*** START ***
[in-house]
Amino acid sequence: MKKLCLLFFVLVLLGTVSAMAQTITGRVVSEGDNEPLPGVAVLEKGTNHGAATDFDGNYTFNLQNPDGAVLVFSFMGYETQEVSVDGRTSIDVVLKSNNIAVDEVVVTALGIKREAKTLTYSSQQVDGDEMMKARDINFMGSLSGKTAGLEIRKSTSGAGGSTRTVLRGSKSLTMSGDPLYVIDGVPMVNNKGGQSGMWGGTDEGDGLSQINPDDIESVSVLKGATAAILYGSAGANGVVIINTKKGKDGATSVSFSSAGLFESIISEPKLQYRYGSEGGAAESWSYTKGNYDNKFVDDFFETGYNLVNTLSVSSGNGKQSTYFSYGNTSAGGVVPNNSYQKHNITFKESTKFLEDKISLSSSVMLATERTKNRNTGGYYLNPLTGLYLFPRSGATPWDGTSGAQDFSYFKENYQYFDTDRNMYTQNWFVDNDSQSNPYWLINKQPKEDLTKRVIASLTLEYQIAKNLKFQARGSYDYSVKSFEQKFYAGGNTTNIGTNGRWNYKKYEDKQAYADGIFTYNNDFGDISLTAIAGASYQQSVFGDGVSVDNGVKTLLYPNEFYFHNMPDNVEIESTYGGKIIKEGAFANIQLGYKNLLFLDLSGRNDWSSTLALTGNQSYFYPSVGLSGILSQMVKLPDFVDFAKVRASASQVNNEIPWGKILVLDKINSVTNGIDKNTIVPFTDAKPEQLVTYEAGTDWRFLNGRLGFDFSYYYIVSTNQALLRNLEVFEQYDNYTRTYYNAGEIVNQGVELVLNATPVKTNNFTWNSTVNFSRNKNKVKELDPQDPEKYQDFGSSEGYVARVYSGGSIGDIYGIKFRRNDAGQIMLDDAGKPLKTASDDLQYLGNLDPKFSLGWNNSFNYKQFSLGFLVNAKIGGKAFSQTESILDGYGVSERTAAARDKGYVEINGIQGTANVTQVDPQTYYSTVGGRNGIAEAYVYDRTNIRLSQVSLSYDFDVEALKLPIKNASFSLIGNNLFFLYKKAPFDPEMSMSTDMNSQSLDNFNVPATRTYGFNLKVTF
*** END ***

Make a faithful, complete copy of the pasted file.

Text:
[in-house]
Amino acid sequence: MKKLCLLFFVLVLLGTVSAMAQTITGRVVSEGDNEPLPGVAVLEKGTNHGAATDFDGNYTFNLQNPDGAVLVFSFMGYETQEVSVDGRTSIDVVLKSNNIAVDEVVVTALGIKREAKTLTYSSQQVDGDEMMKARDINFMGSLSGKTAGLEIRKSTSGAGGSTRTVLRGSKSLTMSGDPLYVIDGVPMVNNKGGQSGMWGGTDEGDGLSQINPDDIESVSVLKGATAAILYGSAGANGVVIINTKKGKDGATSVSFSSAGLFESIISEPKLQYRYGSEGGAAESWSYTKGNYDNKFVDDFFETGYNLVNTLSVSSGNGKQSTYFSYGNTSAGGVVPNNSYQKHNITFKESTKFLEDKISLSSSVMLATERTKNRNTGGYYLNPLTGLYLFPRSGATPWDGTSGAQDFSYFKENYQYFDTDRNMYTQNWFVDNDSQSNPYWLINKQPKEDLTKRVIASLTLEYQIAKNLKFQARGSYDYSVKSFEQKFYAGGNTTNIGTNGRWNYKKYEDKQAYADGIFTYNNDFGDISLTAIAGASYQQSVFGDGVSVDNGVKTLLYPNEFYFHNMPDNVEIESTYGGKIIKEGAFANIQLGYKNLLFLDLSGRNDWSSTLALTGNQSYFYPSVGLSGILSQMVKLPDFVDFAKVRASASQVNNEIPWGKILVLDKINSVTNGIDKNTIVPFTDAKPEQLVTYEAGTDWRFLNGRLGFDFSYYYIVSTNQALLRNLEVFEQYDNYTRTYYNAGEIVNQGVELVLNATPVKTNNFTWNSTVNFSRNKNKVKELDPQDPEKYQDFGSSEGYVARVYSGGSIGDIYGIKFRRNDAGQIMLDDAGKPLKTASDDLQYLGNLDPKFSLGWNNSFNYKQFSLGFLVNAKIGGKAFSQTESILDGYGVSERTAAARDKGYVEINGIQGTANVTQVDPQTYYSTVGGRNGIAEAYVYDRTNIRLSQVSLSYDFDVEALKLPIKNASFSLIGNNLFFLYKKAPFDPEMSMSTDMNSQSLDNFNVPATRTYGFNLKVTF